The artists’ previous films about Lebanon reappear in Memory Box as visual or textual quotations, creating a thread of continuity over time. While recounting her final years in Beirut, Maia utters the following sentence: “We were all looking for something we’d lost.” This is paraphrasing directly from A Perfect Day (2005), an elegiac film about intentional amnesia and lost love. A number of visual allegories reappear here as well from other films: fleeting lights signalling reconciliation with tragedy or the long shots of the Beirut corniche, symbolizing open-ended hope. The artist Rabih Mroué, protagonist and narrator of I Want To See, returns to Memory Box, in the similarly enigmatic role of Raja, the long lost love of Maia’s youth.
The transtemporal knots between different junctures of Hadjithomas and Joreige’s work, their archives, cinematic eyes, and conversations with others, are so many that they cannot be mapped out accurately, without falling into a circle of confusion—the title of an earlier photographic work of theirs, reading Beirut as a body that is in perpetual mutation and movement.
For those familiar with their work, one of the most fascinating narrative moments in Memory Box is the animated scenes, in which the photographic images of Maia’s Beirut, become slowly burned on the edges, as the war begins to slowly consume the city. I believe this is a reference to “Postcards of War” (1997–2006), part of the project Wonder Beirut, consisting of a selection of touristic images of Beirut taken between 1968 and 1969, by a fictional photographer, portraying the Beirut Central District, the Lebanese Riviera and its luxury hotels; an idyllic, glamorized idea of Lebanon in the 1960s. The images were then burned by the photographer himself between 1975 and 1990, following the shelling and destruction caused by the war in these locations. These burned marks represent, once again, the potential collapse of historical imagery, their potential obsolescence.
However, the topic of transmission from grandmother to mother to daughter is indeed the most crucial aspect of the film. Each of the three tells her own story but at the same time weaves into the others. Following the cycle of life, one allows the dead to take the place of the living, and the other way around. In this process they become able to see through each other. But what happens to this transmission when the chains of images, meanings and experiences that create bonds have been torn apart? If the image loses its focus, and its context becomes ambiguous or goes missing, the bond cannot be reconstructed.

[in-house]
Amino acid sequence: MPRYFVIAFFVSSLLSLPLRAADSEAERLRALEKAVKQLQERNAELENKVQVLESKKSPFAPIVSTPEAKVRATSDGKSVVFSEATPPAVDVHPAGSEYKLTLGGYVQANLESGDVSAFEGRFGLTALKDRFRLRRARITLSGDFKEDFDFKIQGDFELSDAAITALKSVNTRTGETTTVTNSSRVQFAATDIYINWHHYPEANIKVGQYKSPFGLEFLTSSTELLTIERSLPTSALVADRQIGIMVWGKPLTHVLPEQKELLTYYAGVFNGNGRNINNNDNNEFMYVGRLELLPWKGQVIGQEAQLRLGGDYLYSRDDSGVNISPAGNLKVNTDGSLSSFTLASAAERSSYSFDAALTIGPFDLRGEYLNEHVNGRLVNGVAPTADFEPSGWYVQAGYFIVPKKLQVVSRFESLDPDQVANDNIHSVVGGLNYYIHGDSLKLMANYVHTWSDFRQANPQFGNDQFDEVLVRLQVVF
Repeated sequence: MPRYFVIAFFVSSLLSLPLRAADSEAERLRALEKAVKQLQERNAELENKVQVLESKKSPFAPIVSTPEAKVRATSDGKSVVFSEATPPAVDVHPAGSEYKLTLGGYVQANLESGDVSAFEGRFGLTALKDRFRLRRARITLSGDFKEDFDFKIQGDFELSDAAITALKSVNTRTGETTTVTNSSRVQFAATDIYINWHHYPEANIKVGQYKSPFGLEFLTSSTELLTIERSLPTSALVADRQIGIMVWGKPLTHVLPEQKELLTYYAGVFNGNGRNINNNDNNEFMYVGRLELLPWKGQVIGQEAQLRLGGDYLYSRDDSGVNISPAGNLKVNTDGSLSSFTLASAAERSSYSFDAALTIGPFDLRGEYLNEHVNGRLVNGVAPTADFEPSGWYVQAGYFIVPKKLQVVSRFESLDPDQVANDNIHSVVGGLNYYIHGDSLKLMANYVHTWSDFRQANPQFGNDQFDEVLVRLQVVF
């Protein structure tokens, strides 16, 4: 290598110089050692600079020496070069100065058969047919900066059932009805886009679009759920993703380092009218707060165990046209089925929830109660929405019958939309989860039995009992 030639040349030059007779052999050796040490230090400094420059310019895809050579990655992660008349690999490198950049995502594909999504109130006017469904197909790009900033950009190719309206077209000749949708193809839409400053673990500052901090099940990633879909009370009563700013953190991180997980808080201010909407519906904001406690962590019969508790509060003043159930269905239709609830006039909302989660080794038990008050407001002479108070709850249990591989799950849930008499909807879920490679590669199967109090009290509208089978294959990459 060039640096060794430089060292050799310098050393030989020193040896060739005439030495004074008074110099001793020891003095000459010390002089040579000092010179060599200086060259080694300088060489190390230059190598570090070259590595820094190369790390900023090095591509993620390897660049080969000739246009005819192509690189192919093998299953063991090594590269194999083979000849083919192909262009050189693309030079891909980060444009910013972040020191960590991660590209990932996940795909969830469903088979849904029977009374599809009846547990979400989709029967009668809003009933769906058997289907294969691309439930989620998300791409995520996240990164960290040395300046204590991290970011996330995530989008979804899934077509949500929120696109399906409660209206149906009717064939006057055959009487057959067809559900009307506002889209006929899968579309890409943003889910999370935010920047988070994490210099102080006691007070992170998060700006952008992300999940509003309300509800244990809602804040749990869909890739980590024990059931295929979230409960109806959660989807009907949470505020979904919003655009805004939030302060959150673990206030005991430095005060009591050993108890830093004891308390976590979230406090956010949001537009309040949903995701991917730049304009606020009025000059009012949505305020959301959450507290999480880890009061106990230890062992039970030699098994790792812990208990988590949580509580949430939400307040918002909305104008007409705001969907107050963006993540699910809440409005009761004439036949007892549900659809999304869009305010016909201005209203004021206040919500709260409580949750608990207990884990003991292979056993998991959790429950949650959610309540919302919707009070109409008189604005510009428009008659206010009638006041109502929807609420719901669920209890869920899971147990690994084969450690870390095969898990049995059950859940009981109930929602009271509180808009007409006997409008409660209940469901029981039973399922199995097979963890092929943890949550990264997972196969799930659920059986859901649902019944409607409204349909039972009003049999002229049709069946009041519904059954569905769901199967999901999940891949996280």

Yet images and personal stories are not a series of freeze frames, and this is where the process of transmission that Joreige told us about, encounters his idea of archaeology: According to contemporary archaeologists, every site is the accumulation of continuous activity, with each event partially or wholly erasing traces of earlier events. Thus, our present is always replete with pasts mixing and folding together. Gérard Chouqer coined the neologism transformission, to refer to the mutually constitutive and simultaneous process of transmission and transformation. Transmission as transformission means for us here, that the past is not a fossil abandoned to empty time, but something that is actively modified and changed over time, while it simultaneously gives structure to our present selves.
Near the end of the film, when Alex and Maia arrive in Beirut, the grandmother calls on the phone and tells her granddaughter: “Alex, listen, sweetheart, take photos of Beirut for me and of the sun too. Don’t forget the sun!” This otherwise casual request would go unnoticed, except that the sun is a central figure for Hadjithomas and Joreige. It is at the very heart of their ongoing project “I Stared at Beauty So Much.” The sun was also a central feature in one of their major exhibitions, “Two Suns in a Sunset” (2016), first shown at the Sharjah Art Foundation, in which they moved away from the literalism of political narratives and positioned themselves towards the light, towards the sun, and began to speculate on other possibilities of history: Would it change if we narrated it differently? Can poetry help us make sense of disaster without radical defeat?
Hadjithomas told me in an interview we did at the time in Dubai: “When you superimpose so many temporalities, so many images, little by little, there is a kind of duplicity, so you have many suns appearing. Things were happening to some people; this idea of multiple suns when you feel this chaotic time. It’s not only what’s happening to men; it’s affecting nature, it’s affecting the universe, and it’s affecting everything.”